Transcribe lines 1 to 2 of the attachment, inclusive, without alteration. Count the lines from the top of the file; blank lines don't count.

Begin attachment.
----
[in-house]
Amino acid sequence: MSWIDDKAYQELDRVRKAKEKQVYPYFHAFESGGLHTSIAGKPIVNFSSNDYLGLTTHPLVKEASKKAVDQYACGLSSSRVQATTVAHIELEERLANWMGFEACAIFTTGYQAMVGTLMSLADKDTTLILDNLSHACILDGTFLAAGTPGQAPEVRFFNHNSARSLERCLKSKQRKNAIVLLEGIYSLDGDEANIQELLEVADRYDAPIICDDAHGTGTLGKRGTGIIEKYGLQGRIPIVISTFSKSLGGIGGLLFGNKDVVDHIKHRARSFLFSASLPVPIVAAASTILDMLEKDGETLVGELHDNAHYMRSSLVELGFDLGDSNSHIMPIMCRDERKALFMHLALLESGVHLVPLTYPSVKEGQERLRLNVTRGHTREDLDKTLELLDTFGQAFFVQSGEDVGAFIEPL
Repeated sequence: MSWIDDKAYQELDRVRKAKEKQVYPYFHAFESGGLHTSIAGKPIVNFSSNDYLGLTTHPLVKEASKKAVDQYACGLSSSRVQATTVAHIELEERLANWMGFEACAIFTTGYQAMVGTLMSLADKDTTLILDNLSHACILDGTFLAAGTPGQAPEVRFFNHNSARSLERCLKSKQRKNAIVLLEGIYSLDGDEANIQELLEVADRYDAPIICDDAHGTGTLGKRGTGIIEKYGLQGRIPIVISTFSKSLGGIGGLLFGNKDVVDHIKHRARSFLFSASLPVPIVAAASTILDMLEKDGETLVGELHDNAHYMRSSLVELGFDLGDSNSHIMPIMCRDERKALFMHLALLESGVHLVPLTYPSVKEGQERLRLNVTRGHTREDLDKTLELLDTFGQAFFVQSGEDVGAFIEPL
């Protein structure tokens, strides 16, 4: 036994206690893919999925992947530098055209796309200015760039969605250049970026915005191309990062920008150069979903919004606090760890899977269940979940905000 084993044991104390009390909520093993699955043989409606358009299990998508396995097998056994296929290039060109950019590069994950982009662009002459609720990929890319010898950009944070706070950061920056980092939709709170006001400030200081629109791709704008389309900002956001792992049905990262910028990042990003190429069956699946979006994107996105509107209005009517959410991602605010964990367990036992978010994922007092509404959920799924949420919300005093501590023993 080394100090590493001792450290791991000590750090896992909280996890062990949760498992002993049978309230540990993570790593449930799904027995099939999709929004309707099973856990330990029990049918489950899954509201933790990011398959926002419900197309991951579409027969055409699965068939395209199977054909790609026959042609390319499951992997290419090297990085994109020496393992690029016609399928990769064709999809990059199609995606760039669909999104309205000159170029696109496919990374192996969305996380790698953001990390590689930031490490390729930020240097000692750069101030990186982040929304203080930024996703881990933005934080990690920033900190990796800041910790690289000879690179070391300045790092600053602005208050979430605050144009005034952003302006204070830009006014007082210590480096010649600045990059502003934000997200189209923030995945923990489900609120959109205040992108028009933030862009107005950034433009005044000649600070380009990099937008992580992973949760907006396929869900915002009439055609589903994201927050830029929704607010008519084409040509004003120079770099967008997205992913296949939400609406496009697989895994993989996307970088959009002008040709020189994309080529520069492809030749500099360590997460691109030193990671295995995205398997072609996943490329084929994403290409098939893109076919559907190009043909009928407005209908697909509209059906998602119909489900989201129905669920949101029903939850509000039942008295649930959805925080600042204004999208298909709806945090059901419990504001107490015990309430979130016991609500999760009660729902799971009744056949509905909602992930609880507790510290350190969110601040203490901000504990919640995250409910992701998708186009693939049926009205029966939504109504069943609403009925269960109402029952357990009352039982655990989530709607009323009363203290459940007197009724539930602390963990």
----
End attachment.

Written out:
[in-house]
Amino acid sequence: MSWIDDKAYQELDRVRKAKEKQVYPYFHAFESGGLHTSIAGKPIVNFSSNDYLGLTTHPLVKEASKKAVDQYACGLSSSRVQATTVAHIELEERLANWMGFEACAIFTTGYQAMVGTLMSLADKDTTLILDNLSHACILDGTFLAAGTPGQAPEVRFFNHNSARSLERCLKSKQRKNAIVLLEGIYSLDGDEANIQELLEVADRYDAPIICDDAHGTGTLGKRGTGIIEKYGLQGRIPIVISTFSKSLGGIGGLLFGNKDVVDHIKHRARSFLFSASLPVPIVAAASTILDMLEKDGETLVGELHDNAHYMRSSLVELGFDLGDSNSHIMPIMCRDERKALFMHLALLESGVHLVPLTYPSVKEGQERLRLNVTRGHTREDLDKTLELLDTFGQAFFVQSGEDVGAFIEPL